2 Sep 2015

Thousands of refugees stranded outside Budapest station

Migrants stage protests in Budapest as authorities refuse to let them board trains towards Germany.

The protesters are amongst more than 2,000 refugees camping for a second day outside around Budapest’s Keleti train station, in a bid to continue their journey across Europe.

Many of them were chanting “freedom, freedom” as they demanded to be let onto trains, however the station remains closed to asylum seekers as Hungarian police attempt to manage the huge influx of people.

In a statement, police officers said the volume of refugees arriving from Serbia and elsewhere “continues to grow by the hour”.

Authorities in the capital are working with colleagues from Austria, Germany and Slovakia to identify asylum seekers travelling illegally on other Hungarian trains.

“A train ticket does not overwrite EU rules”- Zoltán Kovács, Hungarian government spokesman

Government spokesman Zoltán Kovács said they were not letting refugees through as they are adhering to European Union rules, which states that people travelling within Europe must have a valid passport.

“In the territory of the EU, illegal migrants can travel onwards only with valid documents and observing EU rules,” he said. “A train ticket does not overwrite EU rules.”

He added that Hungary’s strong stance on preventing refugees from travelling on to Germany and other EU countries within the Schengen area is “protecting Europe”.

“With regard to the Hungarian government’s measures, it is important to emphasise that Hungary is not only protecting its own borders, but also the external borders of the European Union, as the protection of Schengen borders is the responsibility of all Member States,” Mr Kovács said.

“If we do not succeed in restoring order and legality here, illegal migration – including that of refugees, who are truly in need of protection – will become completely unmanageable.”

‘Germany’s problem’

Mr Kovács said that the refugees who are demanding entrance to other EU member states are “demanding something that is not possible under European legislation”.

Germany, however, has begun accepting asylum claims from Syrian refugees regardless of where they entered the EU, which has caused confusion to member states and Mr Kovács said Germany must clarify its position.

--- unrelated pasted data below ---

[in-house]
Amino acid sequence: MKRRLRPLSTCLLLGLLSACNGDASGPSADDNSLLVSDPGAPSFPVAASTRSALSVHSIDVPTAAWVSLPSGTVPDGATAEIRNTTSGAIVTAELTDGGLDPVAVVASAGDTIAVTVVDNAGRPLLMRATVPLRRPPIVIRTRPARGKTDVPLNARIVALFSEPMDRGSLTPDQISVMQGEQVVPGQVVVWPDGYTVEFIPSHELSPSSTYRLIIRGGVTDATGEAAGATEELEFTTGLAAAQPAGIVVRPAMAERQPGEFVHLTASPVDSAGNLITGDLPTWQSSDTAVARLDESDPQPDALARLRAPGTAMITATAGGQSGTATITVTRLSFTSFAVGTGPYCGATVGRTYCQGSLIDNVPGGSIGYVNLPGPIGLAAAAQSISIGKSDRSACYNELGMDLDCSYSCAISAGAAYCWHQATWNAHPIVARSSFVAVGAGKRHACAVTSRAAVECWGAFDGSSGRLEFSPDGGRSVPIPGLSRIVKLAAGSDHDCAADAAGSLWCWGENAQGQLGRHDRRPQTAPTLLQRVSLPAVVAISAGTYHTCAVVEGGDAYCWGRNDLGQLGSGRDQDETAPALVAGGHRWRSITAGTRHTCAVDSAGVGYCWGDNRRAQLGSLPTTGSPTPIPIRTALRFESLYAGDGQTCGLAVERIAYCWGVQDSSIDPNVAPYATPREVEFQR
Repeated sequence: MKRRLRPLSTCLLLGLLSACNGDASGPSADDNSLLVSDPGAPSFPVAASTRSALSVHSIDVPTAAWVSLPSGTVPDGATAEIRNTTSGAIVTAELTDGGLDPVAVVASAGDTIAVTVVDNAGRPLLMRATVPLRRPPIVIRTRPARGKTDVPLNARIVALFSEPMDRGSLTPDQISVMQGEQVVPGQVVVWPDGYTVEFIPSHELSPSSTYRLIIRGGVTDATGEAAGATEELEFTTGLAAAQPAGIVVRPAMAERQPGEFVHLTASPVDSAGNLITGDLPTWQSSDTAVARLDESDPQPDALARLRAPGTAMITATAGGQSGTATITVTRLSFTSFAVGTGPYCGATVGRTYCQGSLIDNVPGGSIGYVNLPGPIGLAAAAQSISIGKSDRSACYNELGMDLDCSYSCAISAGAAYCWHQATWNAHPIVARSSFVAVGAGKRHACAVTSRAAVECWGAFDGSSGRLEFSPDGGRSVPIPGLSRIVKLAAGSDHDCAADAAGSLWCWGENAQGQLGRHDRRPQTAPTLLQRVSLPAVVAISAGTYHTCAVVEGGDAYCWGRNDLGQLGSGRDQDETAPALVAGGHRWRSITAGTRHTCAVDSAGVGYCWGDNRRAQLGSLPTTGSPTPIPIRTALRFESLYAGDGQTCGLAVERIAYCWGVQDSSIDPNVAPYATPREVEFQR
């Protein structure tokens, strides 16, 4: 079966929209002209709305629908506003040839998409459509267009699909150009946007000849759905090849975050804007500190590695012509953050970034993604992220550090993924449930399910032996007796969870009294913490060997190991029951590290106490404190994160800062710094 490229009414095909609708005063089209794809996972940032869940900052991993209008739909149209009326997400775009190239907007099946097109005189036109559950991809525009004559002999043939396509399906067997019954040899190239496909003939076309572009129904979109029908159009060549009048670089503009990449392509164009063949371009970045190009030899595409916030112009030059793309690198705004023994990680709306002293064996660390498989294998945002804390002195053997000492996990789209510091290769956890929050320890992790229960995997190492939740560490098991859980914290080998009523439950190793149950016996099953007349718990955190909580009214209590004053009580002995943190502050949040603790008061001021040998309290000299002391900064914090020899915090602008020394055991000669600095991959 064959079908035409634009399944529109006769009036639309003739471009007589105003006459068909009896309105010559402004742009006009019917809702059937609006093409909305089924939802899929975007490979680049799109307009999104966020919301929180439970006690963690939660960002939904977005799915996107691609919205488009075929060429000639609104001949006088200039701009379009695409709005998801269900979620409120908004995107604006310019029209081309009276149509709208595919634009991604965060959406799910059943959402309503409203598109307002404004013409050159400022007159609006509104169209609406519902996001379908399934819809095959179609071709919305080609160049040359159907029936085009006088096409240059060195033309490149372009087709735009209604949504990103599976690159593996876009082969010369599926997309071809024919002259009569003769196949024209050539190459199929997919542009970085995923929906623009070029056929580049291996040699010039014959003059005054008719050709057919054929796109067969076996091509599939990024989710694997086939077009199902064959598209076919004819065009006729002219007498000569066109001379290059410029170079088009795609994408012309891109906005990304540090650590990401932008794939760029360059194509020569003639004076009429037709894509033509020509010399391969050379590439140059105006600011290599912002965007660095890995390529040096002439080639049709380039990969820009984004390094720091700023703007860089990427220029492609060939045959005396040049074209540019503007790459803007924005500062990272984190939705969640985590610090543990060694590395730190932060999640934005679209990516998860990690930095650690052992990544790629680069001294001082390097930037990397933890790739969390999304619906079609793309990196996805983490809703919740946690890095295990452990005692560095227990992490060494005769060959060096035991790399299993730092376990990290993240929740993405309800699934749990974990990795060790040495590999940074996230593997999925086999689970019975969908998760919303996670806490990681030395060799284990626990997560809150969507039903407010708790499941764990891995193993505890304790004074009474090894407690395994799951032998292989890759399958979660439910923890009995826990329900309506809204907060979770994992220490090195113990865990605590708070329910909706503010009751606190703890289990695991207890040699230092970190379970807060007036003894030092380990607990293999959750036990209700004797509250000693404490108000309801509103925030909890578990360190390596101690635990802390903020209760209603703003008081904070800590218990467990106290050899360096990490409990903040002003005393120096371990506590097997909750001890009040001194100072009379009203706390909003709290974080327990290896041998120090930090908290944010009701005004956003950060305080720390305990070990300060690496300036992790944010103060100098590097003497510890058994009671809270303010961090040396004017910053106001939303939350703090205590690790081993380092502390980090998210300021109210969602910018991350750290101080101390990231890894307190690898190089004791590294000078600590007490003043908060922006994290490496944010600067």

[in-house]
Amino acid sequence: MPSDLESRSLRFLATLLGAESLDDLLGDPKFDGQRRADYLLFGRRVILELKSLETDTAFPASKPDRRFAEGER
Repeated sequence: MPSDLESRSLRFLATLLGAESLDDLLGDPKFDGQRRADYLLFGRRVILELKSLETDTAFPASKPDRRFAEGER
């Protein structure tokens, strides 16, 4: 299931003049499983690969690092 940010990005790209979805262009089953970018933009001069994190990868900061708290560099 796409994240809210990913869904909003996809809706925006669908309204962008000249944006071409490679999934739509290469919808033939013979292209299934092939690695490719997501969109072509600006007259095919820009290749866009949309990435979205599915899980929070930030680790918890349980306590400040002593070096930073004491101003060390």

“The problem is being caused by Germany’s recent announcement of a more flexible attitude towards illegal immigrants declaring Syria to be their country of origin.

“Despite the provisions of EU legislation, media reports on this matter have built up the hopes of illegal immigrants. The resulting confusion has often created unclear circumstances and situations which are difficult to manage.

“The Hungarian government requests that Germany clarifies the legal situation, in order to eliminate this ambiguity and controversy,” he said.

Czech police will allow onward travel

Meanwhile, Czech police have announced that they will stop detaining Syrian migrants who have claimed asylum in Hungary but are attempting to travel to Germany, according to local media in the country.

EU rules dictate that migrants should remain in the first country they arrive in, however thousands are using local transport to reach the wealthier western European countries, with the majority determined to reach Germany.

Under EU regulations and the Schengen agreement, people are allowed to move freely between 26 EU countries without a passport.

Those who are not part of the agreement include Britain, Ireland, Cyprus, Bulgaria, Romania and Croatia, plus non-EU members Iceland, Norway, Switzerland and Liechtenstein. EU rules also state that refugees must stay in the first EU country they reach, but thousands are trying to reach richer western countries such as Germany.

Germany is expected to see 800,000 refugees enter the country this year – more than any other European country.